Why and How to Prevent Food Cross-Contamination?
While there is no cure for allergic disorders, the only way to prevent the symptoms is to prevent exposure to the allergens. Thus, if you have a food allergy, you will need to eliminate the foods you are allergic to from your diet. However, avoiding food allergens can be quite challenging, mostly to the risk of accidental exposure by virtue of a phenomenon known as cross-contamination. Cross-contamination is a result of a contact between allergenic and allergen-free food products.
Cross-contamination may occur at any stage of working with food, from preparation of the ingredients and cooking to storage and serving. Even minimum contact is enough for a food allergen to contaminate other foods. For instance, boiling gluten-free pasta and regular pasta in the same pot or using the same toaster for making regular and wheat-free slices of toast may lead to an allergic reaction in people with wheat (gluten) allergy; while peanut allergy symptoms can develop when using a knife whose surface contains even trace amounts of peanut butter.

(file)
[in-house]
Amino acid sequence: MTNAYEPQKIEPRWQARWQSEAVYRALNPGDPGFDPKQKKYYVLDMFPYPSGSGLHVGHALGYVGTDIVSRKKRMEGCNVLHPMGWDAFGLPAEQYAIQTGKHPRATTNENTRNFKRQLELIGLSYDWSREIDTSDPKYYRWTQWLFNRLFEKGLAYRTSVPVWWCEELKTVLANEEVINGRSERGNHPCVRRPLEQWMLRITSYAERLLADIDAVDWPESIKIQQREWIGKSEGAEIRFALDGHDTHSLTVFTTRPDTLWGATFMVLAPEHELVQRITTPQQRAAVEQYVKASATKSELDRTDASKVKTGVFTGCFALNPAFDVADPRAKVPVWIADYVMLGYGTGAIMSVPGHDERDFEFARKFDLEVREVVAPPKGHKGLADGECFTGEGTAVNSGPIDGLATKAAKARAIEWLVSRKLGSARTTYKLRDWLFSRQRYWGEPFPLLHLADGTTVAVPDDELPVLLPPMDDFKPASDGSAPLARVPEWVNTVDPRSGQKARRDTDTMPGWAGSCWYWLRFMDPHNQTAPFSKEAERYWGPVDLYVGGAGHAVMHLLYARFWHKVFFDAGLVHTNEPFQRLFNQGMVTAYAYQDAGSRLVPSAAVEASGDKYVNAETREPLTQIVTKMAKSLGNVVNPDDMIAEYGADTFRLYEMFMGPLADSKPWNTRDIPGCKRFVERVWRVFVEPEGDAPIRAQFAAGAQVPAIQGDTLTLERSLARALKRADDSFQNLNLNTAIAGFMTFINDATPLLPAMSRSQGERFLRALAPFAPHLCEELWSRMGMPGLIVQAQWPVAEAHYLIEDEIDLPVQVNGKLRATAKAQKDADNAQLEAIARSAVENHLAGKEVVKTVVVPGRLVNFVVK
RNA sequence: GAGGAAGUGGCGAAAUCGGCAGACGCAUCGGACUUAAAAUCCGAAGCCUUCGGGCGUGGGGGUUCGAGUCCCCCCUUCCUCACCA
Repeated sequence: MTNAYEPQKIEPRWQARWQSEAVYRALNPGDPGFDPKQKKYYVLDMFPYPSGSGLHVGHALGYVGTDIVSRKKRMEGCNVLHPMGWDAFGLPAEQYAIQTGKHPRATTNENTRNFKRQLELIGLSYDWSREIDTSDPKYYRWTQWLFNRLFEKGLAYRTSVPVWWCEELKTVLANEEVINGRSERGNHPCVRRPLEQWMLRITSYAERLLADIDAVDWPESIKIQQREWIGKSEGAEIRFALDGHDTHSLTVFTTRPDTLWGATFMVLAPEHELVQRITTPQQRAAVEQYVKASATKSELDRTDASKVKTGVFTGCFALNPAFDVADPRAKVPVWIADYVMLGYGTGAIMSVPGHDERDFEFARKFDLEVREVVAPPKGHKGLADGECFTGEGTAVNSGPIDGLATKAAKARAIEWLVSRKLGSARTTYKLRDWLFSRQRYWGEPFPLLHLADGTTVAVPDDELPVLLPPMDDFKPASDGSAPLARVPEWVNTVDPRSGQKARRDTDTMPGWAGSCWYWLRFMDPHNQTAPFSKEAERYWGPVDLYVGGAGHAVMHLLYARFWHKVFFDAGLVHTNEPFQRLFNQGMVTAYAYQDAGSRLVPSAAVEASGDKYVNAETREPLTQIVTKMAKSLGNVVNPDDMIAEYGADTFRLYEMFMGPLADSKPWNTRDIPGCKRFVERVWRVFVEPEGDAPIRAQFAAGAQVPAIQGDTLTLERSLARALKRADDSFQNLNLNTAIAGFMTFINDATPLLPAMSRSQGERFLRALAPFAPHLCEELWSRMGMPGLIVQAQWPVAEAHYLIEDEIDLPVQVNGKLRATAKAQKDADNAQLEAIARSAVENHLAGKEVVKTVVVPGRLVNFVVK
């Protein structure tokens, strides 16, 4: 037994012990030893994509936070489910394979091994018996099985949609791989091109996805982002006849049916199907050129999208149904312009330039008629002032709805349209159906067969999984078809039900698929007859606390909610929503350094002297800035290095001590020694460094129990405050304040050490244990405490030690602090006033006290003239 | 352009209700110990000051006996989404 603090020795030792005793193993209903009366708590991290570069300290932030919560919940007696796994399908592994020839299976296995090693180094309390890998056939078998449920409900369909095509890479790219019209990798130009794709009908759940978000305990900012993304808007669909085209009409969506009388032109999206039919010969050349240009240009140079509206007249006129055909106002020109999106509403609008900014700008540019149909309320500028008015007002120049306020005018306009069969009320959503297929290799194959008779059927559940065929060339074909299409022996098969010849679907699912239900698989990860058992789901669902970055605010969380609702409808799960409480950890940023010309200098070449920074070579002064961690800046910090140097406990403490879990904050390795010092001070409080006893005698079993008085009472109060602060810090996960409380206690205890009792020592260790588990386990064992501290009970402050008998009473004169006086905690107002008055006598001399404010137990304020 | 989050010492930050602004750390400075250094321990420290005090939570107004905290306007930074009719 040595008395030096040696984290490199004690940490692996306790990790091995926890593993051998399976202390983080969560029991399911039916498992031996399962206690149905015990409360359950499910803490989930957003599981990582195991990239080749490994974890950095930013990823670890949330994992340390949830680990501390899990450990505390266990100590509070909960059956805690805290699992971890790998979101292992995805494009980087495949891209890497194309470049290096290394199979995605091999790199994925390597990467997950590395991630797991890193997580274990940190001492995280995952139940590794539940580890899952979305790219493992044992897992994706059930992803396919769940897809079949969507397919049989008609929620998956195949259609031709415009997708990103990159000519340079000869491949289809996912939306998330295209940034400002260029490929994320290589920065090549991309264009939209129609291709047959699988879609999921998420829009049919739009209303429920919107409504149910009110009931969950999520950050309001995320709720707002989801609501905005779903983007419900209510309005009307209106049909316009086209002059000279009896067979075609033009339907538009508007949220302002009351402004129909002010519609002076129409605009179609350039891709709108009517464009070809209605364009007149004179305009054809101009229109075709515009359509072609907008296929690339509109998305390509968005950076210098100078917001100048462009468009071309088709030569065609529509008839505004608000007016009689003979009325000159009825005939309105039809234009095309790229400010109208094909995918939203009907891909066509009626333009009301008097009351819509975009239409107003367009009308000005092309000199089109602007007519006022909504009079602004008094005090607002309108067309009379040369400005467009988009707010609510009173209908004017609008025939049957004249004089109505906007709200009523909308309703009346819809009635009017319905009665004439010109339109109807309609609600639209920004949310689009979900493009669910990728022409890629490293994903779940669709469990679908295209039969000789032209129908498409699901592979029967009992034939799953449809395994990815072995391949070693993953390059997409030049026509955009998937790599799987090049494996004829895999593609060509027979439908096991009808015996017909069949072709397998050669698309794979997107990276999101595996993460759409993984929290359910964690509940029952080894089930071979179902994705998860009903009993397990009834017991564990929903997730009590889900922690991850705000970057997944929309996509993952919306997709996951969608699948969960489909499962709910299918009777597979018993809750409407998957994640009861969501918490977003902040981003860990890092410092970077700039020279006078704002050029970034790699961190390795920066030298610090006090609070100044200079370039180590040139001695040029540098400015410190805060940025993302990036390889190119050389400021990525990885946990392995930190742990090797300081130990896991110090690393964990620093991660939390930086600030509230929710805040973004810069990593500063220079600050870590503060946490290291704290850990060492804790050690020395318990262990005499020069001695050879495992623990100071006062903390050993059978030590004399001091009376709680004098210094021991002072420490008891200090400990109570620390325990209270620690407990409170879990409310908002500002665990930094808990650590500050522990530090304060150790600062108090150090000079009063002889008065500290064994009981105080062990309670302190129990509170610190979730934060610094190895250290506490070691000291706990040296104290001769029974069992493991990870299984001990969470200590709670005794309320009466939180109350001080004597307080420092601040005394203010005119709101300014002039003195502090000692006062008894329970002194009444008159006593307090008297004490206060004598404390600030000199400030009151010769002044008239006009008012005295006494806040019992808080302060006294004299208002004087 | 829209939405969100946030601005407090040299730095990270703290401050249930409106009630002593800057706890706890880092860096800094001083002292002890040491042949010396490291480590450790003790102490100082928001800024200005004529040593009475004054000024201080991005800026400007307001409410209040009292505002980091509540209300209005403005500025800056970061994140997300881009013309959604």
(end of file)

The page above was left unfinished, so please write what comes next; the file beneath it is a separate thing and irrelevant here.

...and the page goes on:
In addition, a lot of manufacturers that make food products with tree nuts use the same manufacturing line for processing other foods. Therefore, it is an obligation for such companies to put a special warning on a product label, if it might contain traces of nuts – one of the most common food allergens.
The risk for cross-contamination is not limited to specific places, it may happen anywhere, including your home, restaurants, school and manufacturing facilities. If you have a food allergy, eating (or touching) a contaminated food may cause a life-threatening allergic reaction. In this article, you will find some guidelines to reduce the risk of accidental exposure.
Cross-Contamination in Packaged Food Products
Experts recommend that you always read the labels on food products you are about to purchase. Apart from the ingredients list, pay attention to any manufacturing details mentioned on the label.